With its many famous health spas, therapy locations, numerous cycling, and hiking trails, the Teutoburg Forest can be found in a charming city called Detmold. This amazing forest is a must-visit place in Germany! Besides, it is also very close to Paderborn and Bielefeld! You might have heard the name of the Teutoburg Forest from the homonymous epic "Battle of the Teutoburg Forest." This war indeed took place in the Teutoburg Forest in 9 CE, and is known to be one of the rarest things in history! Since it was a truly decisive battle, the Battle of the Teutoburg Forest is known as "a turning point in world history." In here, you can check out many spas and ride on the scenic paths through the mountains. You can also check out 70 million-year-old stones and admire its incredible monument. So, if you want to explore the Teutoburg Forest, here is your guide.
The first stop is the landmark of the region, the Hermannsdenkmal, aka Hermann Monument, which stands 386 meters above Detmold with grace. It is probably the most famous excursion destination in Detmold, too! Hermannsdenkmal was built in memory of the "Battle in the Teutoburg Forest" in 9 AD. In this battle, the Roman army was defeated under the leadership of the Cheruscan prince Arminius, who was later called "Hermann the Cheruscan." Thus, the foundation stone for today's borders in Europe was laid. Since its inauguration in 1875, the Hermann Monument has become one of the most important destinations in northern Germany. From the monument platform, there is a beautiful panoramic view over Detmold and the Teutoburg Forest. The entry costs 4 Euros, but if you get a 6 euro ticket, you can also check out the Externsteine without paying any extra cost.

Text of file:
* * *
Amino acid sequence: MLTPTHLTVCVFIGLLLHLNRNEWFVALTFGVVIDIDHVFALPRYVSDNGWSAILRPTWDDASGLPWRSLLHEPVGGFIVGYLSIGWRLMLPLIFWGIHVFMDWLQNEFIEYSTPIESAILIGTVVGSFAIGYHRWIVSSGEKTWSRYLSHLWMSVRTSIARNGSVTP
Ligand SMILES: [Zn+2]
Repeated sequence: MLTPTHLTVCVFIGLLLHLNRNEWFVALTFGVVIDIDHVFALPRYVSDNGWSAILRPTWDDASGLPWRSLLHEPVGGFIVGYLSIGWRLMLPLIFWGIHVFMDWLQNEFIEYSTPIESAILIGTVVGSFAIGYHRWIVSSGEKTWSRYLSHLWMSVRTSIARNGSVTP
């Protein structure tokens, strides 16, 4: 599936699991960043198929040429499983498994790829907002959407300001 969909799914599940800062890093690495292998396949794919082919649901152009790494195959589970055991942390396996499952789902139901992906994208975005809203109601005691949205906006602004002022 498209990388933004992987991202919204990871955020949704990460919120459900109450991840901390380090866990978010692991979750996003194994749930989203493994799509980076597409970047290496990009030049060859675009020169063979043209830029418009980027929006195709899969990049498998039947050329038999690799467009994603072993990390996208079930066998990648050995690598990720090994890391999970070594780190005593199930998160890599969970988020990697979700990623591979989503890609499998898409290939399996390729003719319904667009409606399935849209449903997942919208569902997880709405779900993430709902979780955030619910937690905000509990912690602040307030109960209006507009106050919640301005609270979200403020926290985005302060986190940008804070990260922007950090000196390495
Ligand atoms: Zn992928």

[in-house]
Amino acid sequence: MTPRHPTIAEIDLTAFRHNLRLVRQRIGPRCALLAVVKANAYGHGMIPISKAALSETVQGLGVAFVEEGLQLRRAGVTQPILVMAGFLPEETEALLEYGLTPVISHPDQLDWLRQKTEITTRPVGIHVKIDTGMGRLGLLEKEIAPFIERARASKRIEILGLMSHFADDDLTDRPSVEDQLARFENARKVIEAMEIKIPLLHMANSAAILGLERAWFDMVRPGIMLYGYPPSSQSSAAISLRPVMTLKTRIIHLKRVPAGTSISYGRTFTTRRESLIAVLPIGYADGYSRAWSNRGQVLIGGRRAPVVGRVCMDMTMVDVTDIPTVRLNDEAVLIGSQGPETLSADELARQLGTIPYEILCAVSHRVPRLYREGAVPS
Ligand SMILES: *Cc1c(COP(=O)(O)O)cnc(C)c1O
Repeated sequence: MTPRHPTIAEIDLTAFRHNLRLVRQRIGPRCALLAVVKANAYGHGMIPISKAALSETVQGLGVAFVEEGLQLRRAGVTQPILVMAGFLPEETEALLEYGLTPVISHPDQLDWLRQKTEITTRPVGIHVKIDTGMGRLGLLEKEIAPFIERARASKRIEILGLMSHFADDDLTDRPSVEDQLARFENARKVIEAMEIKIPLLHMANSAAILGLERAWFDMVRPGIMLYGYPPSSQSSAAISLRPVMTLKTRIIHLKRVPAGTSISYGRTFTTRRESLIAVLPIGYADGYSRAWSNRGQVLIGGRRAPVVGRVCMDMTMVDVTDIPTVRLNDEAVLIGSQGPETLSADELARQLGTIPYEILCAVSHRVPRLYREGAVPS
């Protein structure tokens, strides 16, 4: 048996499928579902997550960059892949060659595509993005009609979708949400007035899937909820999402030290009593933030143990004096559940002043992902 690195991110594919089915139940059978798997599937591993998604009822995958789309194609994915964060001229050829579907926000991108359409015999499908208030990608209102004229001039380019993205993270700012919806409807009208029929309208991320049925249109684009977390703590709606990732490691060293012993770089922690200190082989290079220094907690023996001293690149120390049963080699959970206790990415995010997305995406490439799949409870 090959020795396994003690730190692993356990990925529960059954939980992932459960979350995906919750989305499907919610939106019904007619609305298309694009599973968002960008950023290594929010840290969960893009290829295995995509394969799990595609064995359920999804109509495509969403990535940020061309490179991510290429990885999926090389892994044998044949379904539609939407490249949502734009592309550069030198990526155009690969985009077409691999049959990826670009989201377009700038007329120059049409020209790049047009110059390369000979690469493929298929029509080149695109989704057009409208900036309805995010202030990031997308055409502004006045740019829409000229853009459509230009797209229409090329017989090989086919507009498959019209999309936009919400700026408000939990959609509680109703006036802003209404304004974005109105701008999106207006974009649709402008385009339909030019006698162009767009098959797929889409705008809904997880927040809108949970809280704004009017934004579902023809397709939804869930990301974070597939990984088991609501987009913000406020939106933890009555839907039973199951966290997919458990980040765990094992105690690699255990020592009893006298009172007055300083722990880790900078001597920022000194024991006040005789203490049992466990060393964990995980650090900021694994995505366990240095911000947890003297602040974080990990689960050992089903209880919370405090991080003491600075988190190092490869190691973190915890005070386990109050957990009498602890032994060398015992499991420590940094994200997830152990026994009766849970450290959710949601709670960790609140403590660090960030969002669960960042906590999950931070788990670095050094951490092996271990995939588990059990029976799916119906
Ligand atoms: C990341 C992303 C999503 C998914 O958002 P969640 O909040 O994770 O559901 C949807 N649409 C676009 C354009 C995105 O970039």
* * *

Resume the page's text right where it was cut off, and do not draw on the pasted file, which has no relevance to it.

Next stop is the Stonehenge of Germany, aka Externsteine. Seventy million years ago, the flat-lying lower Cretaceous Sandstone was pressed vertically in the course of the mountain formation, creating that way the famous Externsteine! This distinctive sandstone rock formation is located in the Teutoburg Forest, near the town of Horn-Bad Meinberg in the Lippe district of the German state of North Rhine-Westphalia. The formation consists of several tall, narrow columns of rock, which rise abruptly from the surrounding wooded hills. The Externsteine identifies as a sacred site of the pagan Saxons, and it is the location of the Irminsul idol, which was later destroyed by Charlemagne. The stones were used as the site of a hermitage in the Middle Ages. Since then, the Externsteine has been the center of cultural-historical and natural development.
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